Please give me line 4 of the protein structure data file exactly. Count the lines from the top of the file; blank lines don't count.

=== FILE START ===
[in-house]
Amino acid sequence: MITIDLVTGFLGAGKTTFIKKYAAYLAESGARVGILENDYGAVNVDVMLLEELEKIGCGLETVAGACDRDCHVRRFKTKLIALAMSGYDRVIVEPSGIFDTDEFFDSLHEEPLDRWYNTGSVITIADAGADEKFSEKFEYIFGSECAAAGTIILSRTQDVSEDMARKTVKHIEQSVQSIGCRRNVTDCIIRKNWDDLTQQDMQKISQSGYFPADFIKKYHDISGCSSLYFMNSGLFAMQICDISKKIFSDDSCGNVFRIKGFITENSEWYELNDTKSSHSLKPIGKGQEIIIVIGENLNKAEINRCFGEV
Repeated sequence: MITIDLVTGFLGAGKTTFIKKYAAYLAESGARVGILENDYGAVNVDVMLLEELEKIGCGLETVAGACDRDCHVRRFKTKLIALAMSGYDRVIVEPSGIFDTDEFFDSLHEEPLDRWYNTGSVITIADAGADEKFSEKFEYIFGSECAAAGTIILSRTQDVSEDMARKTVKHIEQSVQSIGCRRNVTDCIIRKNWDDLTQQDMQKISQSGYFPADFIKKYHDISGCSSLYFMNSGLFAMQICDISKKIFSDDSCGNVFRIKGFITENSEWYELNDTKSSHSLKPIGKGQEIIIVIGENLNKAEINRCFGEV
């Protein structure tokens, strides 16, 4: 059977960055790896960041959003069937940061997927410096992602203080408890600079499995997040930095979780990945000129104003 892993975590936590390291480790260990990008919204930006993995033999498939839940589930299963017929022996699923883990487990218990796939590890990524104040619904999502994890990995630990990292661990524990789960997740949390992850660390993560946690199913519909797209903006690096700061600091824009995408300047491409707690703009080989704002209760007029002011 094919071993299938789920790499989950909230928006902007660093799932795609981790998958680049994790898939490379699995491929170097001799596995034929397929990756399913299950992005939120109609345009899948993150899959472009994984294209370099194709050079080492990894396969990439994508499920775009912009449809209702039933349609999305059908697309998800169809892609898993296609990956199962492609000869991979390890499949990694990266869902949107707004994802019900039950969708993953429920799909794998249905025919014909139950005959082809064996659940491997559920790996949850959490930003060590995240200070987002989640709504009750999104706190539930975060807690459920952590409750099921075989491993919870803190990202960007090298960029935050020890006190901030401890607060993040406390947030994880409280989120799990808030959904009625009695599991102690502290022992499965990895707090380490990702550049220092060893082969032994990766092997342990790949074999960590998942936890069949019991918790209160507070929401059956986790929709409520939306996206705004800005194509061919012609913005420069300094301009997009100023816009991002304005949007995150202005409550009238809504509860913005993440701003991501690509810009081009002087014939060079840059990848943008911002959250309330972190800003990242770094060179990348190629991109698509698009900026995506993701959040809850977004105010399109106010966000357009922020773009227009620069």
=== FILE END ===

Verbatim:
């Protein structure tokens, strides 16, 4: 059977960055790896960041959003069937940061997927410096992602203080408890600079499995997040930095979780990945000129104003 892993975590936590390291480790260990990008919204930006993995033999498939839940589930299963017929022996699923883990487990218990796939590890990524104040619904999502994890990995630990990292661990524990789960997740949390992850660390993560946690199913519909797209903006690096700061600091824009995408300047491409707690703009080989704002209760007029002011 094919071993299938789920790499989950909230928006902007660093799932795609981790998958680049994790898939490379699995491929170097001799596995034929397929990756399913299950992005939120109609345009899948993150899959472009994984294209370099194709050079080492990894396969990439994508499920775009912009449809209702039933349609999305059908697309998800169809892609898993296609990956199962492609000869991979390890499949990694990266869902949107707004994802019900039950969708993953429920799909794998249905025919014909139950005959082809064996659940491997559920790996949850959490930003060590995240200070987002989640709504009750999104706190539930975060807690459920952590409750099921075989491993919870803190990202960007090298960029935050020890006190901030401890607060993040406390947030994880409280989120799990808030959904009625009695599991102690502290022992499965990895707090380490990702550049220092060893082969032994990766092997342990790949074999960590998942936890069949019991918790209160507070929401059956986790929709409520939306996206705004800005194509061919012609913005420069300094301009997009100023816009991002304005949007995150202005409550009238809504509860913005993440701003991501690509810009081009002087014939060079840059990848943008911002959250309330972190800003990242770094060179990348190629991109698509698009900026995506993701959040809850977004105010399109106010966000357009922020773009227009620069």